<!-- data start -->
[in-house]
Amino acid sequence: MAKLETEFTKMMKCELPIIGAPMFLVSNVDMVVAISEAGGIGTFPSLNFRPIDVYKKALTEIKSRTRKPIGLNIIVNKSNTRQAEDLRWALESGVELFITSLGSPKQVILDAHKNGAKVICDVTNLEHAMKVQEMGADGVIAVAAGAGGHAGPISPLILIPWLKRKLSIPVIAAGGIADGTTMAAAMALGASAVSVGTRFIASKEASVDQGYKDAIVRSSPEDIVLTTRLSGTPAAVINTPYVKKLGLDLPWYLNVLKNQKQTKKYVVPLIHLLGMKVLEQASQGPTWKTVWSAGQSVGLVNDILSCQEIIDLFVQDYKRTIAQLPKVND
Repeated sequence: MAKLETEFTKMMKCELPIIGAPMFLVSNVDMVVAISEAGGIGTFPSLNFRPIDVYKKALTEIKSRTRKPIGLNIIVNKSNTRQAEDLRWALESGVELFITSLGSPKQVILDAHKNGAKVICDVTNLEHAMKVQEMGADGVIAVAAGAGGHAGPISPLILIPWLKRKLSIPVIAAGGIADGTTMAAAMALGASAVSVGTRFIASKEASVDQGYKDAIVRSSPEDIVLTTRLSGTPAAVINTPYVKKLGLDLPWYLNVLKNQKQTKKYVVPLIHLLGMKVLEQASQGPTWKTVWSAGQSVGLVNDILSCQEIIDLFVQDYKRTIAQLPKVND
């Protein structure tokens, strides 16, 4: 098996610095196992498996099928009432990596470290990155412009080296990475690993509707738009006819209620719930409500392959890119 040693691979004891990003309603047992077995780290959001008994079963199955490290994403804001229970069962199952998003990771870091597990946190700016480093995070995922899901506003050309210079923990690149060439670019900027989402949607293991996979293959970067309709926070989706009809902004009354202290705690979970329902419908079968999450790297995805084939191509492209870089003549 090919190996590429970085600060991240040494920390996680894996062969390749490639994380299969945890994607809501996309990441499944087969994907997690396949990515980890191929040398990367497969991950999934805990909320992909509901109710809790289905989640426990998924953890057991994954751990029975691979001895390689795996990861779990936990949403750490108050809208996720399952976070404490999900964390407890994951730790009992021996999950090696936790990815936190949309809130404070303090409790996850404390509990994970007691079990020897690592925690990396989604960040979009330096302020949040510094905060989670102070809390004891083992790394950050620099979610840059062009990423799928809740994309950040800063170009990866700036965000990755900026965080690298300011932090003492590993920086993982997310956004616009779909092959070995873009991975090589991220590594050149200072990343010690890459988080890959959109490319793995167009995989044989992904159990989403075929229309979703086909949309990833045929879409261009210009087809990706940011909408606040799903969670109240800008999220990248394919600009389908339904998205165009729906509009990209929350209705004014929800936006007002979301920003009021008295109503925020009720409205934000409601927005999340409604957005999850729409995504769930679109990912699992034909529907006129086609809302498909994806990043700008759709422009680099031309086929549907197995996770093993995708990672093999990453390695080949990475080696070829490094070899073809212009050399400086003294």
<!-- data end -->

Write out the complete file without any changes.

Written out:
[in-house]
Amino acid sequence: MAKLETEFTKMMKCELPIIGAPMFLVSNVDMVVAISEAGGIGTFPSLNFRPIDVYKKALTEIKSRTRKPIGLNIIVNKSNTRQAEDLRWALESGVELFITSLGSPKQVILDAHKNGAKVICDVTNLEHAMKVQEMGADGVIAVAAGAGGHAGPISPLILIPWLKRKLSIPVIAAGGIADGTTMAAAMALGASAVSVGTRFIASKEASVDQGYKDAIVRSSPEDIVLTTRLSGTPAAVINTPYVKKLGLDLPWYLNVLKNQKQTKKYVVPLIHLLGMKVLEQASQGPTWKTVWSAGQSVGLVNDILSCQEIIDLFVQDYKRTIAQLPKVND
Repeated sequence: MAKLETEFTKMMKCELPIIGAPMFLVSNVDMVVAISEAGGIGTFPSLNFRPIDVYKKALTEIKSRTRKPIGLNIIVNKSNTRQAEDLRWALESGVELFITSLGSPKQVILDAHKNGAKVICDVTNLEHAMKVQEMGADGVIAVAAGAGGHAGPISPLILIPWLKRKLSIPVIAAGGIADGTTMAAAMALGASAVSVGTRFIASKEASVDQGYKDAIVRSSPEDIVLTTRLSGTPAAVINTPYVKKLGLDLPWYLNVLKNQKQTKKYVVPLIHLLGMKVLEQASQGPTWKTVWSAGQSVGLVNDILSCQEIIDLFVQDYKRTIAQLPKVND
């Protein structure tokens, strides 16, 4: 098996610095196992498996099928009432990596470290990155412009080296990475690993509707738009006819209620719930409500392959890119 040693691979004891990003309603047992077995780290959001008994079963199955490290994403804001229970069962199952998003990771870091597990946190700016480093995070995922899901506003050309210079923990690149060439670019900027989402949607293991996979293959970067309709926070989706009809902004009354202290705690979970329902419908079968999450790297995805084939191509492209870089003549 090919190996590429970085600060991240040494920390996680894996062969390749490639994380299969945890994607809501996309990441499944087969994907997690396949990515980890191929040398990367497969991950999934805990909320992909509901109710809790289905989640426990998924953890057991994954751990029975691979001895390689795996990861779990936990949403750490108050809208996720399952976070404490999900964390407890994951730790009992021996999950090696936790990815936190949309809130404070303090409790996850404390509990994970007691079990020897690592925690990396989604960040979009330096302020949040510094905060989670102070809390004891083992790394950050620099979610840059062009990423799928809740994309950040800063170009990866700036965000990755900026965080690298300011932090003492590993920086993982997310956004616009779909092959070995873009991975090589991220590594050149200072990343010690890459988080890959959109490319793995167009995989044989992904159990989403075929229309979703086909949309990833045929879409261009210009087809990706940011909408606040799903969670109240800008999220990248394919600009389908339904998205165009729906509009990209929350209705004014929800936006007002979301920003009021008295109503925020009720409205934000409601927005999340409604957005999850729409995504769930679109990912699992034909529907006129086609809302498909994806990043700008759709422009680099031309086929549907197995996770093993995708990672093999990453390695080949990475080696070829490094070899073809212009050399400086003294």